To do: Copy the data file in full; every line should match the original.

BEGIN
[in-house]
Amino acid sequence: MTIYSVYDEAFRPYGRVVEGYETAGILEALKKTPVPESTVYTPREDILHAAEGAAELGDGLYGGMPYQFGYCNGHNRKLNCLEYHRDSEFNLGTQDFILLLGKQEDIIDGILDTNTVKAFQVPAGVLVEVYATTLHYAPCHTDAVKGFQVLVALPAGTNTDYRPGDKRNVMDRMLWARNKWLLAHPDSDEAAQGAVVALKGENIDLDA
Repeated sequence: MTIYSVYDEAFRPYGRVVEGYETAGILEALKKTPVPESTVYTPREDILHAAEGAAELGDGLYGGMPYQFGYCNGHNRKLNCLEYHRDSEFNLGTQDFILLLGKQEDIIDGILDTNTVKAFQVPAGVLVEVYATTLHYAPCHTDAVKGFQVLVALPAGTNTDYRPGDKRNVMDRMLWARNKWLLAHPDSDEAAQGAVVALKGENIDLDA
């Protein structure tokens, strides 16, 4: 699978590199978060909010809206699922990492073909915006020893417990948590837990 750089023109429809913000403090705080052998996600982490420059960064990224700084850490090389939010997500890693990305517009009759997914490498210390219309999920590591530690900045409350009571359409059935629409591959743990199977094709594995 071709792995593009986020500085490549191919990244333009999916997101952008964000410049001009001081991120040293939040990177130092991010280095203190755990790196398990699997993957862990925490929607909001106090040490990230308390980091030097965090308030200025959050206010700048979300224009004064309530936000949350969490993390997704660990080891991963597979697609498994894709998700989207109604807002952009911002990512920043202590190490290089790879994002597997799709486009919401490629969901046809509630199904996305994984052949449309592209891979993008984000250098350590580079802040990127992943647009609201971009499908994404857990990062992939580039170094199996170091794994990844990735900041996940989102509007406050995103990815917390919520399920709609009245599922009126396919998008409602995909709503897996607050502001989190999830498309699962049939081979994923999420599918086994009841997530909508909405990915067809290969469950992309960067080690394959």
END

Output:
[in-house]
Amino acid sequence: MTIYSVYDEAFRPYGRVVEGYETAGILEALKKTPVPESTVYTPREDILHAAEGAAELGDGLYGGMPYQFGYCNGHNRKLNCLEYHRDSEFNLGTQDFILLLGKQEDIIDGILDTNTVKAFQVPAGVLVEVYATTLHYAPCHTDAVKGFQVLVALPAGTNTDYRPGDKRNVMDRMLWARNKWLLAHPDSDEAAQGAVVALKGENIDLDA
Repeated sequence: MTIYSVYDEAFRPYGRVVEGYETAGILEALKKTPVPESTVYTPREDILHAAEGAAELGDGLYGGMPYQFGYCNGHNRKLNCLEYHRDSEFNLGTQDFILLLGKQEDIIDGILDTNTVKAFQVPAGVLVEVYATTLHYAPCHTDAVKGFQVLVALPAGTNTDYRPGDKRNVMDRMLWARNKWLLAHPDSDEAAQGAVVALKGENIDLDA
């Protein structure tokens, strides 16, 4: 699978590199978060909010809206699922990492073909915006020893417990948590837990 750089023109429809913000403090705080052998996600982490420059960064990224700084850490090389939010997500890693990305517009009759997914490498210390219309999920590591530690900045409350009571359409059935629409591959743990199977094709594995 071709792995593009986020500085490549191919990244333009999916997101952008964000410049001009001081991120040293939040990177130092991010280095203190755990790196398990699997993957862990925490929607909001106090040490990230308390980091030097965090308030200025959050206010700048979300224009004064309530936000949350969490993390997704660990080891991963597979697609498994894709998700989207109604807002952009911002990512920043202590190490290089790879994002597997799709486009919401490629969901046809509630199904996305994984052949449309592209891979993008984000250098350590580079802040990127992943647009609201971009499908994404857990990062992939580039170094199996170091794994990844990735900041996940989102509007406050995103990815917390919520399920709609009245599922009126396919998008409602995909709503897996607050502001989190999830498309699962049939081979994923999420599918086994009841997530909508909405990915067809290969469950992309960067080690394959």